Now more protected, ancient calligraphy soars at auction

09:18, June 23, 2010      

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A calligraphy masterpiece nearly 1,000 years old by poet and artist Huang Tingjian set a new record at a Chinese art auction in early June.

Sold for 436.8 million yuan at the Beijing Spring Auction, the 15-m-long scroll has two parts, with nearly 600 characters composed by Huang filling more than a half of the total scroll length and rest comprised of added comments.

The sale far surpassed the previous record of 169.12 million yuan set in 2009 for a Ming Dynasty (1368-1644) painting and also broke the international auction record of 230 million yuan for a blue and white porcelain vase set in London five years ago.

Most ancient works have surged in price after their art form joined official cultural heritage lists, said industry insiders.

A single work of calligraphy was rarely valued at more than 10 million yuan, according to China Intellectual Property News, but the form was among the second group of national intangible cultural heritage on a list unveiled in June 2008 and included as world intangible cultural heritage by UNESCO in September 2009.

A piece composed by a group of calligraphers in the Song (960-1279) and Yuan (1271-1368) dynasties was auctioned for 100.8 million yuan in 2009 to become the first Chinese calligraphic artwork to surpass 100 million yuan.

Just a month later, another Song Dynasty calligraphic work set a new record of 108.64 million yuan.

China's robust economic growth is behind the surging prices, quoted Jiang Yingchun, vice-general-manager of Poly Cultural Group, saying.

The national intellectual property strategy adopted in 2008 encourages protection, development and use of traditional craftsmanship.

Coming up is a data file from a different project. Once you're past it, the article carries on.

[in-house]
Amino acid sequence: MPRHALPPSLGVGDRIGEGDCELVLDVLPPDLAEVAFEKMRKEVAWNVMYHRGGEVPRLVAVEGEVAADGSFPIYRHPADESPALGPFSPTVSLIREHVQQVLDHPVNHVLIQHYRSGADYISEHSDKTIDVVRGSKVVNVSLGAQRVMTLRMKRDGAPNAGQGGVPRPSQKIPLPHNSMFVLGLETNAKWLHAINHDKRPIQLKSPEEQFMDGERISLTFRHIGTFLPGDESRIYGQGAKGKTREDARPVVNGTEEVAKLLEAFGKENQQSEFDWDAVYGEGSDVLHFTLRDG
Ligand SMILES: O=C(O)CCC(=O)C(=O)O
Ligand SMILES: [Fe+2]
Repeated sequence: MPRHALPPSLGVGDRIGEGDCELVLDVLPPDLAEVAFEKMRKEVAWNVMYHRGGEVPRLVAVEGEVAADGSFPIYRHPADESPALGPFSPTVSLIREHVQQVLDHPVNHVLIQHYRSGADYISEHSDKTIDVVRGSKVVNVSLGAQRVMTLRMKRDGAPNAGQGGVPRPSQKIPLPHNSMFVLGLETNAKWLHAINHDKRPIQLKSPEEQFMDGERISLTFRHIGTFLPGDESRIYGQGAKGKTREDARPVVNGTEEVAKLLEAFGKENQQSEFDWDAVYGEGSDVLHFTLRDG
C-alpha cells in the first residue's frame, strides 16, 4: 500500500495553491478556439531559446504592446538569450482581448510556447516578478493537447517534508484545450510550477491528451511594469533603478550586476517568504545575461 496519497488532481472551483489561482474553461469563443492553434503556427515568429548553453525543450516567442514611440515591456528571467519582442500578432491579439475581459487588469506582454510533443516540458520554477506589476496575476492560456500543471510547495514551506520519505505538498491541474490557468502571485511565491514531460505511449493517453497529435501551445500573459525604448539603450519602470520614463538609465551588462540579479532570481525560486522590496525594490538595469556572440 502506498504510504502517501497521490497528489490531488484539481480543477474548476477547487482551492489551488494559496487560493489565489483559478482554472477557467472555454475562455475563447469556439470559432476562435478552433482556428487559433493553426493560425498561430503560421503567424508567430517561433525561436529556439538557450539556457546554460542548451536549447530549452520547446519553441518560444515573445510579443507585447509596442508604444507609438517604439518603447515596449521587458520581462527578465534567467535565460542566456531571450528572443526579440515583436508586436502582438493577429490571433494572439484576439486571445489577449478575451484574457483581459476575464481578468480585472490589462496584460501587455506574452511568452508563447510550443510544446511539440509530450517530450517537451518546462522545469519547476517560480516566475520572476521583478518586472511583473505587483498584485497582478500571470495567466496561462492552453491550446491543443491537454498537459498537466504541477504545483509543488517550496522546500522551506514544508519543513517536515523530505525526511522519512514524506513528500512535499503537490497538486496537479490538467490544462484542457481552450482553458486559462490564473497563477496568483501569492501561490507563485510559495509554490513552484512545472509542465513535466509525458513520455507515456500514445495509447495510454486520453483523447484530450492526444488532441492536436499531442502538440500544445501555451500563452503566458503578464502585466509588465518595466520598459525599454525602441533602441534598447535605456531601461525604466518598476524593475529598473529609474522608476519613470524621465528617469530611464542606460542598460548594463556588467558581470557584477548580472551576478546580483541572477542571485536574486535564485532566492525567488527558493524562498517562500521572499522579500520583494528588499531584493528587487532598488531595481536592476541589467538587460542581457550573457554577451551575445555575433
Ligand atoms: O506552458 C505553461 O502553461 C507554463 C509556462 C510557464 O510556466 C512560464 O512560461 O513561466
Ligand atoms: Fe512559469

Continued use of intangible cultural heritage benefits both contemporary and future generations, said Liu Zhiqin, a researcher of the Chinese Academy of Social Sciences.

Wang Wenzhang, vice-minister of culture, noted that when produced and developed, inherited forms can generate profits and provide an economic basis for passing on the heritage.

Yet commercializing cultural heritage is not always easy. Yang Zhaohua, vice-head of an international textile trade promotional center, cited Nanjing silk as an example.

The traditional handcraft can only be made in a strip 1 cun -1.3 inch - wide on a loom. It is difficult to industrialize the delicate product, Yang said.

The 1,500-year-old process remains handmade today, said Zhang Qing, head of a Nanjing silk research center's R&D department, so the silk is only sold upmarket in limited production.

And not all insiders campaign for commercialization of heritage. Feng Jicai, vice-chairman of a national literature and art association, expressed his concern over commercialization, reports.

Some local authorities lack understanding of cultural heritage and just view it as a resource to tap like mines or land, Feng noted.

Making a profit is not the way to judge the value of cultural heritage, he added.

Once commercialized, cultural resources are managed according to market rules. Those with market potential will be put in the limelight, while those without wide appeal - like ethnic languages and folk literature- will be laid aside, and be the fastest to fade away, he said.

Governments should take the responsibility to preserve them as well to ensure the variety and completeness of cultural heritage, Feng said.

Source: China Daily


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